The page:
Scroll a little farther, and you get to the Make cloud. Here you can contribute to Radiolab in a few ways. The show is produced in a very unconventional way. The credits and intro are made up of little snippets of people reading the list of contributes. You can add a reading for use in that section. There are also a few quests that the hosts use to gather material for individual shows. Take a picture of an eye, or of your favorite color. Send in a recording of people cheering too. This is a fun section for fans of the show.
Scroll onward and you get to outer space and the reading area. Here are links to all the blog posts from Radiolab. I’m a little bummed that these don’t open in some kind of neat built-in browser, but pull up your default browser instead.
You can get all of this stuff around the web, but the package here is just so fun. The art is attractive and well-done. I also like that it invites you to contribute to the show. The app does cost $2.99, but getting hit up for small sums of money should be no surprise in public radio land.
I really like Radiolab, and the app is both fun to play with and supports the show. Check it out.
The Amazing Spider-Man
Gameloft is a developer known for making games that are eerily similar to popular franchises, but just different enough to avoid legal action. This time, imitation was not required, because Gameloft is making the official Spider-Man game for the upcoming movie. Movie games are usually bad, but this one is actually a good time. Shocking, I know.
This game does something that is rare on mobile devices: it makes an open world fun and interesting. I loath most open world experiences on a phone. They’re too in-depth and take far too long per sitting to make any progress. In the new Spider-Man game, you just web sling around the city, and fight crime.
The Amazing Spider-Man does a bang-up job of making the web slinging fun. You just use the virtual joystick to steer, and press we web button on the right to take off. You hold the web button to continue your swing, and when you let go, Spider-Man lets go too and flies onward in a parabolic trajectory until you press and hold the web button again. It’s great.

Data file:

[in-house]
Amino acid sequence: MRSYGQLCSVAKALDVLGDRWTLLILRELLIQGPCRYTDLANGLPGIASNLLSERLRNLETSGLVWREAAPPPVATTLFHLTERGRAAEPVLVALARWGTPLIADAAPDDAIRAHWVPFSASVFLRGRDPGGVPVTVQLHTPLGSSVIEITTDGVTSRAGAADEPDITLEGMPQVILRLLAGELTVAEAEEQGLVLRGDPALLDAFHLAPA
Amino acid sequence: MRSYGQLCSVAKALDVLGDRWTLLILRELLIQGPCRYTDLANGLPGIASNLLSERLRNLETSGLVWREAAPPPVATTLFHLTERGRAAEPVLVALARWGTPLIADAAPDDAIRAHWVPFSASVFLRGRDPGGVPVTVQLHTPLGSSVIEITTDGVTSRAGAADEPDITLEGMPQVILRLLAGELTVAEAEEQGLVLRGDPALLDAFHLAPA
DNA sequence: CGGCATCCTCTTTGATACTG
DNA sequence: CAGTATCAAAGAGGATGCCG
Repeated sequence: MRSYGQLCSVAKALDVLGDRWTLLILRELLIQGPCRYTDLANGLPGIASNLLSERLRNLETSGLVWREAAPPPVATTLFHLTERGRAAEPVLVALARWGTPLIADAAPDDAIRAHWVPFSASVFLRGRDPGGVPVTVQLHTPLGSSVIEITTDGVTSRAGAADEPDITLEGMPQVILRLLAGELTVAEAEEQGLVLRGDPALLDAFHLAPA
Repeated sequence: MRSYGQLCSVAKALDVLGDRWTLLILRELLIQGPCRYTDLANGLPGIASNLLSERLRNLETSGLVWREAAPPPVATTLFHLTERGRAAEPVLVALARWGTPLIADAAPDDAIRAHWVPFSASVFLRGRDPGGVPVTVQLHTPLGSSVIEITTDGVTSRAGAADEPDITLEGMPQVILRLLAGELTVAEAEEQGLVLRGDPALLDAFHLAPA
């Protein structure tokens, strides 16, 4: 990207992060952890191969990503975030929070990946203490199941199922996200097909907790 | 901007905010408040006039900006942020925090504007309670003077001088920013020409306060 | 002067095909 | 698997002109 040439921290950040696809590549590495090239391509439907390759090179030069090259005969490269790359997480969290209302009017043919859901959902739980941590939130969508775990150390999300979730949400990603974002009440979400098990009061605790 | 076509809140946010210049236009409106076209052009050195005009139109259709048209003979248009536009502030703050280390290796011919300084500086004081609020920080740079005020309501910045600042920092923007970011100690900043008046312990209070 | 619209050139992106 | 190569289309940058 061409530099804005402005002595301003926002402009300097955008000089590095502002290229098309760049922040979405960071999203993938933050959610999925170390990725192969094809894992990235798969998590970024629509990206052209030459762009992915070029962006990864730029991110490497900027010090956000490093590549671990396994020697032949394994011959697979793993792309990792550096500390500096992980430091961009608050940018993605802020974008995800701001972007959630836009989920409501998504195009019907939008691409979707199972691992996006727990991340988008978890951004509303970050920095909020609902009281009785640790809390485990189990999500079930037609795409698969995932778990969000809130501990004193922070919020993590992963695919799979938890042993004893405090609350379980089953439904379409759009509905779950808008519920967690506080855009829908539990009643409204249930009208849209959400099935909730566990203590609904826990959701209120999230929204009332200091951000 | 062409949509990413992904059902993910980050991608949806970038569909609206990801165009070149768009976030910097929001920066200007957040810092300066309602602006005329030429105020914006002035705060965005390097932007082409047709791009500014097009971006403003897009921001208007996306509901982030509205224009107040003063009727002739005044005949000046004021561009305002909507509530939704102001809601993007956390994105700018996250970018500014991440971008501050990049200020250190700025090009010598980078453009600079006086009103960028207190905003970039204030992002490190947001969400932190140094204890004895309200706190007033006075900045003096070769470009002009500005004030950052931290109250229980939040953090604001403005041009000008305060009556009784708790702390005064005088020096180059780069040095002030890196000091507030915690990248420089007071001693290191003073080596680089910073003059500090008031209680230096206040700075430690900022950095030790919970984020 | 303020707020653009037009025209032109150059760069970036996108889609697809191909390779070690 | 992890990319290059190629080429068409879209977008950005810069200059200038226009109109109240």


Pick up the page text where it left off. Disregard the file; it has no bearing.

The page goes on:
Combat is solid as well. You have a ranged web attack that fires projectiles when tapped, and wraps your enemies up when long-pressed. There is also a “spidey sense” mechanic. When you see those wavy lines around Spider-Man’s head, hit the blue panic button. You’ll do a sweet dodge or counter to avoid damage, then it’s back to business.
When you complete missions, you get some points commensurate with the difficulty. Those points can be spent on upgrades to your powers and fighting skills. This is Gameloft, so there are also in-app purchases that deliver bundles of points for buying upgrades. I don’t recommend you do this.
I find it a little odd that you can plummet from the top of a building and just tuck and roll, but the rest of the physics seem appropriate for a super hero game. The textures are great... most of the time. I feel like the draw distance, at least on the Galaxy Nexus, is too low. I’ll sometimes web sling up to a building and see the texture re-rendered to the better quality close-up version just before I land on it. That said, the environment is very detailed, and there’s little aliasing. Performance is good with just a spot of lag every now and then. My only complaint with the sound is that Spider-Man’s voice sounds lame, and some of the cutscenes are not skippable.
This game is $6.99, which is a lot. I do, however, feel the quality and depth of the game justifies the cost. It’s a big download, over 500MB, but it is handled all through the Play Store. There is a short install dialog upon first boot up, but you should be able to check out the game to make sure it runs and still have the 15 minute install window to fall back on.
That's all for this week. Let me know how these picks treat you, and feel free to tell me about any cool apps you come across.